Habitat and Ecology [top]

Habitat and Ecology:This marine species is highly pelagic, occurring in warm waters and rarely approaching land except near colonies. It feeds mostly on planktonic crustaceans, fish and squid but will also feed on human refuse. It mainly feeds in the day on the wing by pattering, dipping and also by surface-seizing. Its breeding season varies locally in colonies on undisturbed islets, in flat areas near the sea or inland on cliffs (del Hoyo et al. 1992)
Systems:Terrestrial; Marine
Continuing decline in area, extent and/or quality of habitat:Unknown
Generation Length (years):19.1
Movement patterns:Full Migrant
Congregatory:Congregatory (and dispersive)

Threats [top]

Major Threat(s): In its European range this species is directly exploited by local fishermen, particularly on some North East Atlantic islands. It is also susceptible to predation by introduced mammals, (e.g. rats, cats, mice and mongoose; Caral et al. 2005, Bried et al. 2009) and from native gull species such as Larus cachinnans. Habitat degradation and destruction in its breeding colonies is considered an issue (ICN 2006). It is affected by light pollution at sea, and mortality might be significant around the Canary Islands (Rodriguez and Rodriguez 2009, Carboneras et al. 2014).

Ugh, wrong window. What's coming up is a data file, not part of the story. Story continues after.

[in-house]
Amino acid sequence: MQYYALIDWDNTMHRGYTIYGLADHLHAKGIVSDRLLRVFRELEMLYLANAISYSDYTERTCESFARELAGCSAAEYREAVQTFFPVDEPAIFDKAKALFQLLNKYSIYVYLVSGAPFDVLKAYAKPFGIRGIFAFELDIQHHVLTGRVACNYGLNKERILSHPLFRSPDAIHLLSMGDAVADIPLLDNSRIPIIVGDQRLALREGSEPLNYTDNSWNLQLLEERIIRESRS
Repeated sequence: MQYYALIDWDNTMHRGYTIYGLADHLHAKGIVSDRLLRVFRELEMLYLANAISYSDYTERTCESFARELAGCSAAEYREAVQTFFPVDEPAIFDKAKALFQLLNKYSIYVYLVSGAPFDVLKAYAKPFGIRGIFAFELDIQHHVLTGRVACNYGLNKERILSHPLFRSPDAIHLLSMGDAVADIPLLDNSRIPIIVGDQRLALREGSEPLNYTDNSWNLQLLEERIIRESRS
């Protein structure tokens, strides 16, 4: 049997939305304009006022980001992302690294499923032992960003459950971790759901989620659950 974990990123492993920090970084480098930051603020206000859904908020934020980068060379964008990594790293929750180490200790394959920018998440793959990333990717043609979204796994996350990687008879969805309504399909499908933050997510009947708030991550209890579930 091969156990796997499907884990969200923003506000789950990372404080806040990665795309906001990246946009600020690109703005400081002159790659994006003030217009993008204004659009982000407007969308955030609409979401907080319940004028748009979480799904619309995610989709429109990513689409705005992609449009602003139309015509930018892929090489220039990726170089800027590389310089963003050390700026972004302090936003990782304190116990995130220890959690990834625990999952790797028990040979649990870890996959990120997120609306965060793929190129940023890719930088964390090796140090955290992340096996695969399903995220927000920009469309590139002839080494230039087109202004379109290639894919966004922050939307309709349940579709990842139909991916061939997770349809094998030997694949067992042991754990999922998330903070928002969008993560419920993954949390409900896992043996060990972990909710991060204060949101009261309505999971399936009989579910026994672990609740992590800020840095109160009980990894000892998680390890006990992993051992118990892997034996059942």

Conservation Actions [top]

Conservation Actions: Conservation Actions Underway
It is listed in Appendix II of the Bern Convention and on Annex I of the EU Birds Directive. It occurs in 21 existing marine Important Bird Areas in Europe and in the EU it is listed in 17 Special Protection Areas.

Conservation Actions Proposed
The following information refers to the species's European range only: Continued management of invasive predators at breeding colonies. Management of light pollution and shipping traffic to reduce collisions at night.

Citation: BirdLife International. 2016. Hydrobates castro. The IUCN Red List of Threatened Species 2016: e.T22735803A86227647. . Downloaded on 25 September 2018.